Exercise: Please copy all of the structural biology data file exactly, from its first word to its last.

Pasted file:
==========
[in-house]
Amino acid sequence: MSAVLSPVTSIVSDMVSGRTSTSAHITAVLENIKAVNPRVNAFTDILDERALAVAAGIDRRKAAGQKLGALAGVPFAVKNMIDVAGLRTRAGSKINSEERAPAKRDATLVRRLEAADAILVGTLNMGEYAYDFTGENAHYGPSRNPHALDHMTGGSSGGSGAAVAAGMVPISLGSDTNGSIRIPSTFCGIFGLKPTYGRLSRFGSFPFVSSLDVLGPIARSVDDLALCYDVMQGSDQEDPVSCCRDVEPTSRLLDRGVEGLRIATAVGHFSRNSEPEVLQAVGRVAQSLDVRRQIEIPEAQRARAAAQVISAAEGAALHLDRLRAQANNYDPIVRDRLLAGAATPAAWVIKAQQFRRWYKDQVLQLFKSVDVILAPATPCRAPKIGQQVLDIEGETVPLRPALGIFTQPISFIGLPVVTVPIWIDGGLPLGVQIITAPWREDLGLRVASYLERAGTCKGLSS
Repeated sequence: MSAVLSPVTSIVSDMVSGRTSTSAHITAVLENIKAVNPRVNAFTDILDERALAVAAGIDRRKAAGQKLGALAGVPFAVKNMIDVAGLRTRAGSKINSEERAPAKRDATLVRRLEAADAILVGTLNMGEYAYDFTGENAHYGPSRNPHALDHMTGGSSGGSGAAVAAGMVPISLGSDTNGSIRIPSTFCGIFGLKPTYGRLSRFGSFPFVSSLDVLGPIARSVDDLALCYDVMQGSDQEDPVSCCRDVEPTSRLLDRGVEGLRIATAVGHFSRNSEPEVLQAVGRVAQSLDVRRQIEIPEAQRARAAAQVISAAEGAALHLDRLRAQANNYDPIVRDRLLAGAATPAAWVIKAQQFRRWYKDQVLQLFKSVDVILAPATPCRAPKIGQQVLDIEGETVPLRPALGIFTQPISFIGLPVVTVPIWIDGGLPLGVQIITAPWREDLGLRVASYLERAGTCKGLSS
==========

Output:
[in-house]
Amino acid sequence: MSAVLSPVTSIVSDMVSGRTSTSAHITAVLENIKAVNPRVNAFTDILDERALAVAAGIDRRKAAGQKLGALAGVPFAVKNMIDVAGLRTRAGSKINSEERAPAKRDATLVRRLEAADAILVGTLNMGEYAYDFTGENAHYGPSRNPHALDHMTGGSSGGSGAAVAAGMVPISLGSDTNGSIRIPSTFCGIFGLKPTYGRLSRFGSFPFVSSLDVLGPIARSVDDLALCYDVMQGSDQEDPVSCCRDVEPTSRLLDRGVEGLRIATAVGHFSRNSEPEVLQAVGRVAQSLDVRRQIEIPEAQRARAAAQVISAAEGAALHLDRLRAQANNYDPIVRDRLLAGAATPAAWVIKAQQFRRWYKDQVLQLFKSVDVILAPATPCRAPKIGQQVLDIEGETVPLRPALGIFTQPISFIGLPVVTVPIWIDGGLPLGVQIITAPWREDLGLRVASYLERAGTCKGLSS
Repeated sequence: MSAVLSPVTSIVSDMVSGRTSTSAHITAVLENIKAVNPRVNAFTDILDERALAVAAGIDRRKAAGQKLGALAGVPFAVKNMIDVAGLRTRAGSKINSEERAPAKRDATLVRRLEAADAILVGTLNMGEYAYDFTGENAHYGPSRNPHALDHMTGGSSGGSGAAVAAGMVPISLGSDTNGSIRIPSTFCGIFGLKPTYGRLSRFGSFPFVSSLDVLGPIARSVDDLALCYDVMQGSDQEDPVSCCRDVEPTSRLLDRGVEGLRIATAVGHFSRNSEPEVLQAVGRVAQSLDVRRQIEIPEAQRARAAAQVISAAEGAALHLDRLRAQANNYDPIVRDRLLAGAATPAAWVIKAQQFRRWYKDQVLQLFKSVDVILAPATPCRAPKIGQQVLDIEGETVPLRPALGIFTQPISFIGLPVVTVPIWIDGGLPLGVQIITAPWREDLGLRVASYLERAGTCKGLSS